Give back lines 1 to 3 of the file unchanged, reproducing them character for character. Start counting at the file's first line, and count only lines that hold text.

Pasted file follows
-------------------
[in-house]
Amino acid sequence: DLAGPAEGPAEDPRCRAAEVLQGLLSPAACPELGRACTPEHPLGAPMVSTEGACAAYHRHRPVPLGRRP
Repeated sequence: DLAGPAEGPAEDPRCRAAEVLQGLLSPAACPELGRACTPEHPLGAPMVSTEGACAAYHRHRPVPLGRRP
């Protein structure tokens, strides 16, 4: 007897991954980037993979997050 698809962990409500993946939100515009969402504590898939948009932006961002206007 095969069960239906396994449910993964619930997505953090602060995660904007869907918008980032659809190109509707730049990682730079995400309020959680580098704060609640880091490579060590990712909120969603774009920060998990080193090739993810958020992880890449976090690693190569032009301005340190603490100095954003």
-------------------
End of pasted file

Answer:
[in-house]
Amino acid sequence: DLAGPAEGPAEDPRCRAAEVLQGLLSPAACPELGRACTPEHPLGAPMVSTEGACAAYHRHRPVPLGRRP
Repeated sequence: DLAGPAEGPAEDPRCRAAEVLQGLLSPAACPELGRACTPEHPLGAPMVSTEGACAAYHRHRPVPLGRRP